This is a rise on the 48 per cent who said the same in response to CMHC’s 2013 survey.
The 2014 Condominium Owners Survey (COS), which was published Friday, also found that confidence is significantly higher in Toronto than it is in Vancouver, at 64 per cent and 42 per cent, respectively.
It should be noted, however, that the polling took place before the brunt of the oil shock took hold, which has had a muted effect on both the Toronto and Vancouver economies.
Among respondents, 54 per cent bought their last secondary condo unit for rental income, though that figure rose to nearly 80 per cent among investors whose last purchased unit was rented out at the time they responded to the survey.
Slightly over half (52 per cent) of condo investors said they anticipate holding their last secondary unit for more than five years, though this long-term investment approach was more popular among respondents in 2013, with 58 per cent saying the same.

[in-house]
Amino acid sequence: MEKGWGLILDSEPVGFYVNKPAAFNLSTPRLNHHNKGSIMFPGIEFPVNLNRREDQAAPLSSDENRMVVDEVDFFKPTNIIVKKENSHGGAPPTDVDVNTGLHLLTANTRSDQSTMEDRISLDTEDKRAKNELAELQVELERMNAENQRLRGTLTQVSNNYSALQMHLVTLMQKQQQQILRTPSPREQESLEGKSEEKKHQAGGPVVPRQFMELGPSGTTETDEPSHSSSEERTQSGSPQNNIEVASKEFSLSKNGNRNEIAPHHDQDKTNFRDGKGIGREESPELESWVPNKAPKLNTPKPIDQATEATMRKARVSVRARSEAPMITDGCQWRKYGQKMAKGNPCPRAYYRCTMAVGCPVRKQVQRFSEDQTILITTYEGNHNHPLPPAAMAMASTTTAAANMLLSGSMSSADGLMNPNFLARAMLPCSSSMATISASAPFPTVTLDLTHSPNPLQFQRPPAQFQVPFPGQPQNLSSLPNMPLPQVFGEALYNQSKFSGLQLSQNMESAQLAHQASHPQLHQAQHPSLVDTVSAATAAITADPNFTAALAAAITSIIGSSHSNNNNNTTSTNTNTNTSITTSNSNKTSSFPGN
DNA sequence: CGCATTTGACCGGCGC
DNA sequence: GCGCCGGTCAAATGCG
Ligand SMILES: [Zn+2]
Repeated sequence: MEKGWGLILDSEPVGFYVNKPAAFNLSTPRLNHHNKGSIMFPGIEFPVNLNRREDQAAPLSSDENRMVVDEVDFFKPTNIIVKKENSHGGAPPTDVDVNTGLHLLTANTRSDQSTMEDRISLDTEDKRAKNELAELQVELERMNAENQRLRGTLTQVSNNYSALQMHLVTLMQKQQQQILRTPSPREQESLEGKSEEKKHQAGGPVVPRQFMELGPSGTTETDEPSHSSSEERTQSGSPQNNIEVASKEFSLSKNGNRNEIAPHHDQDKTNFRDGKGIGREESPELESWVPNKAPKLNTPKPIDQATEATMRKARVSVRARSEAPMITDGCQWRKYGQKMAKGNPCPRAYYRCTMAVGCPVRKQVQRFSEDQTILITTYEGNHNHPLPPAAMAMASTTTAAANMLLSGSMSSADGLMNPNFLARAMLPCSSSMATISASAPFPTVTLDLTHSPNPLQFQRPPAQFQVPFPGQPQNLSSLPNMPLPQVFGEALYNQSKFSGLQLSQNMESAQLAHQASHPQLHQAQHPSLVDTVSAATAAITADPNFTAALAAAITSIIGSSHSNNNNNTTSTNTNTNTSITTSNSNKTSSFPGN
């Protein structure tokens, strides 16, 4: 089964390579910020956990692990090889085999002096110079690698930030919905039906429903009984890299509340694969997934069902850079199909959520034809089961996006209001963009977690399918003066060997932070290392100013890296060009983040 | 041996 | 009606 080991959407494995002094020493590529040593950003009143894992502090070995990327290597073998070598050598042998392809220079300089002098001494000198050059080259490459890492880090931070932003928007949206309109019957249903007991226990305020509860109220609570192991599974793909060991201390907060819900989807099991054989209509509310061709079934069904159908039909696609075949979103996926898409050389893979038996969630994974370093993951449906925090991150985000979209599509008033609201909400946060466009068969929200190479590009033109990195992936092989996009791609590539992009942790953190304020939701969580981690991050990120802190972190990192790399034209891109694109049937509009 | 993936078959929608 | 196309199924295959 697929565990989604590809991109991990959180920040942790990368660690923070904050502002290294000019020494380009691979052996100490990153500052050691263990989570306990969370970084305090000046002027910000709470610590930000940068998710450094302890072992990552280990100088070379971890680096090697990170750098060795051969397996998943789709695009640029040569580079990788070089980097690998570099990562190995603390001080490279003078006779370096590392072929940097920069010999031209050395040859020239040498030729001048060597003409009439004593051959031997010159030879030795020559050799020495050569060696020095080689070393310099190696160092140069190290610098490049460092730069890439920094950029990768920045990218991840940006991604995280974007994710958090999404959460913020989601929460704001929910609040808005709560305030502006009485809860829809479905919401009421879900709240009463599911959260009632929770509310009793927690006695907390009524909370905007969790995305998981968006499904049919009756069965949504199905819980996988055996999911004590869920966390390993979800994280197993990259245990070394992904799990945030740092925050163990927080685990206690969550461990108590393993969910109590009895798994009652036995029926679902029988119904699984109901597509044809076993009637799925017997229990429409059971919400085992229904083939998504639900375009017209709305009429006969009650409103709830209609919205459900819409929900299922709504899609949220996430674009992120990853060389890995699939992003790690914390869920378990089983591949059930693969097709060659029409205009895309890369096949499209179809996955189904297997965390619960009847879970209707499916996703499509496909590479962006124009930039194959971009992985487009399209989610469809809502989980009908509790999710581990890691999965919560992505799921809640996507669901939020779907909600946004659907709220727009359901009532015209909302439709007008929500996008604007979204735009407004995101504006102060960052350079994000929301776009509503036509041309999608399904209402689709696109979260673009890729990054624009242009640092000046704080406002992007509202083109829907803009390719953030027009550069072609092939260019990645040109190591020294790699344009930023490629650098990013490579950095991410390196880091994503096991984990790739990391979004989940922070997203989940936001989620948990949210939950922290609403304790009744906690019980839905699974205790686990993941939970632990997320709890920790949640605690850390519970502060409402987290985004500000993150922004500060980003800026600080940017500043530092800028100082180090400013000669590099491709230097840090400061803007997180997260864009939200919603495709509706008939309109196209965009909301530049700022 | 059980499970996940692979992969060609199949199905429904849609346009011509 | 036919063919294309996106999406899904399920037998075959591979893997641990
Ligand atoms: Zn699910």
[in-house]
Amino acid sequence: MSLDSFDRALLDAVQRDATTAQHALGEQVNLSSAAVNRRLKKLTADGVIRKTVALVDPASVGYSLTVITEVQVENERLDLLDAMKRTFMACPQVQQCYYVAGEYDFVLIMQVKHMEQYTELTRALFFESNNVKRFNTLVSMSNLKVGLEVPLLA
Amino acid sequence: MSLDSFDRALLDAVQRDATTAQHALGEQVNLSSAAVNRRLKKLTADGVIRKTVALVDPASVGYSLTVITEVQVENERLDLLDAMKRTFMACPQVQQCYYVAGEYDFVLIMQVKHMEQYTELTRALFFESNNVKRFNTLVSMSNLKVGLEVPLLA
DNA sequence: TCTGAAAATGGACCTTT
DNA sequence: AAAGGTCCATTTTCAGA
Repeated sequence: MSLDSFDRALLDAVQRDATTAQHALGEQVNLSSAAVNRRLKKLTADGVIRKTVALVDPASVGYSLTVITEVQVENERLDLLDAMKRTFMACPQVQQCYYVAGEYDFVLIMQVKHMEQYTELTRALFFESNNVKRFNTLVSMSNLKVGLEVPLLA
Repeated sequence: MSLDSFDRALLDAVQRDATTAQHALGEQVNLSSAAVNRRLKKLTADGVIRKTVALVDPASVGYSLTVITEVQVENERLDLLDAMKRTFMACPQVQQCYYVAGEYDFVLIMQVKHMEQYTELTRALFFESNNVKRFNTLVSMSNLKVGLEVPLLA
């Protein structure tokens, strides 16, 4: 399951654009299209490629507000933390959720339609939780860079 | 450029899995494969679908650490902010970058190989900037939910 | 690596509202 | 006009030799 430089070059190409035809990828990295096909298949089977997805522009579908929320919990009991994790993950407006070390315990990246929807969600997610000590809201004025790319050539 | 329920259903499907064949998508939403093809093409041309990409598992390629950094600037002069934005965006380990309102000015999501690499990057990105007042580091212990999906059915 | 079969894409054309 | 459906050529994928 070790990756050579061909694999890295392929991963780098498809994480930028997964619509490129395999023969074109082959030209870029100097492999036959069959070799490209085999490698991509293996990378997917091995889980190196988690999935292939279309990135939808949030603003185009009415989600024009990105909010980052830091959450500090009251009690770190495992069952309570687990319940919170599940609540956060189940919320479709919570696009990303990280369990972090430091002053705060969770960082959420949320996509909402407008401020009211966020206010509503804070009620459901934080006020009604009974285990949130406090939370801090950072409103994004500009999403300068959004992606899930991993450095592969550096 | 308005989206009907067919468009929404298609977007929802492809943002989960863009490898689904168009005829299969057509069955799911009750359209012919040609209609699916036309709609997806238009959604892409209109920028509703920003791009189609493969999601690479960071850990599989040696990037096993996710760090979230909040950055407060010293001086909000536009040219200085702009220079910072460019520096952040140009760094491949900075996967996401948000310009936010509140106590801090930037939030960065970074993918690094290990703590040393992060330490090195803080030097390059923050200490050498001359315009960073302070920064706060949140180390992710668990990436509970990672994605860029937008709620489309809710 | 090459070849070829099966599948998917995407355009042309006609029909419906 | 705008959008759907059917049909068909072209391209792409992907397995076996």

“Our results show that most COS investors are in the market for the long term and expect to keep their last purchased secondary unit for more than five years,” said Robyn Adamache, CMHC principal market analyst for Vancouver. “Many have had their last unit for six years or longer.”
While respondents do expect the value of their investment properties
to increase, 90 per cent of respondents don’t anticipate purchasing more units within the next year; 89 per cent in Toronto and 94 per cent in Vancouver.
Optimism and confidence in the Toronto and Vancouver condo markets remain strong, with a new CMHC survey revealing 55 per cent of investors anticipate value gains this year.